Rock with at least 15 cups 240m south of Great Wood Laithe, Horse Close Hill
- Heritage Category:
- Scheduled Monument
- List Entry Number:
- Date first listed:
The above map is for quick reference purposes only and may not be to scale. For a copy of the full scale map, please see the attached PDF - 1014982 .pdf
The PDF will be generated from our live systems and may take a few minutes to download depending on how busy our servers are. We apologise for this delay.
This copy shows the entry on 19-May-2019 at 11:22:58.
The building or site itself may lie within the boundary of more than one authority.
- North Yorkshire
- Craven (District Authority)
- National Grid Reference:
- SD 99625 50553
Reasons for Designation
Prehistoric rock art is found on natural rock outcrops in many areas of upland
Britain. It is especially common in the north of England in Northumberland,
Durham and North and West Yorkshire. The most common form of decoration is the
`cup and ring' marking where expanses of small cup-like hollows are pecked
into the surface of the rock. These cups may be surrounded by one or more
`rings'. Single pecked lines extending from the cup through the `rings' may
also exist, providing the design with a `tail'. Other shapes and patterns also
occur, but are less frequent. Carvings may occur singly, in small groups, or
may cover extensive areas of rock surface. They date to the Late Neolithic and
Bronze Age periods (2800-c.500 BC) and provide one of our most important
insights into prehistoric `art'. The exact meaning of the designs remains
unknown, but they may be interpreted as sacred or religious symbols.
Frequently they are found close to contemporary burial monuments and the
symbols are also found on portable stones placed directly next to burials or
incorporated in burial mounds. Around 800 examples of prehistoric rock-art
have been recorded in England. This is unlikely to be a realistic reflection
of the number carved in prehistory. Many will have been overgrown or destroyed
in activities such as quarrying. All positively identified prehistoric rock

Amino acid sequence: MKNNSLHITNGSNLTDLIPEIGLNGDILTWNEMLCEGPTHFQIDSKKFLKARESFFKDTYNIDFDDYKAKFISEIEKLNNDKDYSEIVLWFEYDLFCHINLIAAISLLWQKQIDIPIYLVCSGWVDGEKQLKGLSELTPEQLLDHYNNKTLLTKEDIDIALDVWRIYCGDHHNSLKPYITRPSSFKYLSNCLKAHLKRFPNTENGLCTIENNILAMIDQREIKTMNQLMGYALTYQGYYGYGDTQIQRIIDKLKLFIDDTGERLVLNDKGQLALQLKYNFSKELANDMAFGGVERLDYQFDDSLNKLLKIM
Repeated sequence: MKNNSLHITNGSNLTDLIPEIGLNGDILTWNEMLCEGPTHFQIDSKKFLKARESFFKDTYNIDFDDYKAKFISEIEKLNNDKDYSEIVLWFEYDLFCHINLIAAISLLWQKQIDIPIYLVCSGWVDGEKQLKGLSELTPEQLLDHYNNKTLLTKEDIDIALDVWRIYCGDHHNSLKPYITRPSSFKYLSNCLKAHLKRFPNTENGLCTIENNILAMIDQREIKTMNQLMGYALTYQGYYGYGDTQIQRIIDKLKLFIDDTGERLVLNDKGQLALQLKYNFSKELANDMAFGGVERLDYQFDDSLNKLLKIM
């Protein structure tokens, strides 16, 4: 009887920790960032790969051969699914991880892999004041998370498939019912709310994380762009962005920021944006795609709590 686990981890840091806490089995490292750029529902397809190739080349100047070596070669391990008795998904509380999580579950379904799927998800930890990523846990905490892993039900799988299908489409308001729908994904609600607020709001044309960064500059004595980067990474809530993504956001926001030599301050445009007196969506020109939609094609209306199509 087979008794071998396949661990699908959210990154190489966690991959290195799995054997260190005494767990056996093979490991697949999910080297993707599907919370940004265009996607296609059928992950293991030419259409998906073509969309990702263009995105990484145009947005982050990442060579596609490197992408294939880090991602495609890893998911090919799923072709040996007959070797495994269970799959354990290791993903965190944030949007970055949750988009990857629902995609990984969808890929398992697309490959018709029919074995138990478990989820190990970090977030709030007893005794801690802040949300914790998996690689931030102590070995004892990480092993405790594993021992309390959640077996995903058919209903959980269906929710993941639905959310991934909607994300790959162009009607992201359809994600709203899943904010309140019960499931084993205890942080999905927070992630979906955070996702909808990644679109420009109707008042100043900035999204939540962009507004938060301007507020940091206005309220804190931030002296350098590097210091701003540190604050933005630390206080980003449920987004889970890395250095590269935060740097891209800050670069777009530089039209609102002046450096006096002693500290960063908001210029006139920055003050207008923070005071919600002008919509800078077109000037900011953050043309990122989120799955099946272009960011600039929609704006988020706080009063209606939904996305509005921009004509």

art sites exhibiting a significant group of designs will normally be
identified as nationally important.
The carving on this rock survives well and it forms one of several in an important outlying group to the north west of the denser concentrations of carved rocks on Rombalds Moor.
The monument includes a carved gritstone rock, partly covered by turf. The
visible part measures 1.3m by 1.3m by 0.5m. It is situated on Horse Close
Hill, in the west half of a field, south west of Great Wood Plantation. The
rock is in the approximate centre of a pile of stones, which is mostly
composed of modern clearance material. An accurate National Grid Reference is
SD 99625 50552.
The carving consists of at least 15 cups, two of them possibly joined by a
MAP EXTRACT The site of the monument is shown on the attached map extract. It includes a 2 metre boundary around the archaeological features, considered to be essential for the monument's support and preservation.
The contents of this record have been generated from a legacy data system.
- Legacy System number:
- Legacy System:
Books and journals
Hedges, J D (ed), The Carved Rocks on Rombalds Moor, (1986), 53
This monument is scheduled under the Ancient Monuments and Archaeological Areas Act 1979 as amended as it appears to the Secretary of State to be of national importance. This entry is a copy, the original is held by the Department for Digital, Culture, Media and Sport.
End of official listing